Brazil Table of Contents
Language is one of the strongest elements of Brazil's national unity. Portuguese is spoken by nearly 100 percent of the population. The only exceptions are some members of Amerindian groups and pockets of immigrants, primarily from Japan and South Korea, who have not yet learned Portuguese. The principal families of Indian languages are Tupí, Arawak, Carib, and Gê.
There is about as much difference between the Portuguese spoken in Brazil and that spoken in Portugal as between the English spoken in the United States and that spoken in the United Kingdom. Within Brazil, there are no dialects of Portuguese, but only moderate regional variation in accent, vocabulary, and use of personal nouns, pronouns, and verb conjugations. Variations tend to diminish as a result of mass media, especially national television networks that are viewed by the majority of Brazilians.
The written language, which is uniform all over Brazil, follows national rules of spelling and accentuation that are revised from time to time for simplification. They are slightly different from the rules followed in Portugal. Written Brazilian Portuguese differs significantly from the spoken language and is used correctly by only a small, educated minority of the population. The rules of grammar are complex and allow more flexibility than English or Spanish. Many foreigners who speak Portuguese fluently have difficulty writing it properly.
Because of Brazil's size, self-sufficiency, and relative isolation, foreign languages are not widely spoken. English is often studied in school and increasingly in private courses. It has replaced French as the principal second language among educated people. Because Spanish is similar to Portuguese, most Brazilians can understand it and many can communicate in it, although Spanish speakers usually have difficulty understanding spoken Portuguese.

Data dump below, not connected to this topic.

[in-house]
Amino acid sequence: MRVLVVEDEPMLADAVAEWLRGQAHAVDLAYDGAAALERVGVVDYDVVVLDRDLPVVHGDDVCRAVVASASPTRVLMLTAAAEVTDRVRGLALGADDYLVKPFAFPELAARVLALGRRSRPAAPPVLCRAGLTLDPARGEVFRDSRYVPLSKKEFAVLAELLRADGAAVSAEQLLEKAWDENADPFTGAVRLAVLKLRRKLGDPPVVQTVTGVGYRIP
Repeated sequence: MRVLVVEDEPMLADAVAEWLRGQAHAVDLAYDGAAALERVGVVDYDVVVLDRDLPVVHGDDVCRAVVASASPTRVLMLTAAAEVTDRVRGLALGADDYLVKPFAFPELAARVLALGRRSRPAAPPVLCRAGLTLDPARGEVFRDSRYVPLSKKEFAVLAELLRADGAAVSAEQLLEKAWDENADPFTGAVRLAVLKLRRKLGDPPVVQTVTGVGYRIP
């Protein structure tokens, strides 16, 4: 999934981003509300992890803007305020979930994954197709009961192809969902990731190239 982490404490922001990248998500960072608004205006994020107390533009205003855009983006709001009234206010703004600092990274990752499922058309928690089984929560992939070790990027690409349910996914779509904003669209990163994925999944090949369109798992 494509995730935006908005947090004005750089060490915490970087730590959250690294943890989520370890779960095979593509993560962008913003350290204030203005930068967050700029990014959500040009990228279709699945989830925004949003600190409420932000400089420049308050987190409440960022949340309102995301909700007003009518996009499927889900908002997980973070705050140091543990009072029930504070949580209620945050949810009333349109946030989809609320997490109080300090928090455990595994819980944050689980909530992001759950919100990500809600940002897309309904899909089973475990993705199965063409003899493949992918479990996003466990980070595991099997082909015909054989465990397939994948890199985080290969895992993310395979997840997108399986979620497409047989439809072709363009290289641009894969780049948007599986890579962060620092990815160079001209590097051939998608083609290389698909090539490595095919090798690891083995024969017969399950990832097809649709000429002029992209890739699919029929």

Under the military governments in the 1970s, Brazil's state-owned system of telecommunications became highly developed. The telephone system was modernized by means of massive government investments. Long-distance and international calls, which had been difficult to make and hear until then, were made accessible through direct dialing, at least to those who could afford the high price of telephone lines. The Postal and Telegraph Company (Empresa de Correios e Telégrafos--ECT) also became a model of efficiency. Some of the quality of telephone and postal services was lost in the 1980s and early 1990s.
The development of telecommunications in Brazil was originally part of a strategy of modernization with centralized control. However, the widespread flow of information contributed to democratization of society in the 1980s and 1990s, a process in which the uncensored press played a key role. Censorship imposed during the military regime was lifted during the Figueiredo administration. The press is owned by private enterprises, none of which can be owned or controlled by foreigners; it includes dozens of daily newspapers, several weekly magazines, and a myriad of other periodical publications.
Radio and television stations are licensed to private businesses owned by Brazilians. There are hundreds of radio stations all over the country. Television became widespread in the 1970s, with several national networks and numerous local stations in all states. Television sets are common even in low-income households. Soap operas (telenovelas ) are widely watched and are a common topic of conversation. It is a sign of their high technical quality that these programs have been sold to countries all over the world. The news programs often include editorial comment. In the authoritarian period, this expression of opinion, sometimes in subtle ways, tended to support government. In the 1990s, it has contributed to clearer notions of good government and citizens' rights among strata that had not developed political consciousness, but it may also have contributed to disillusionment.
Data as of April 1997
Brazil Table of Contents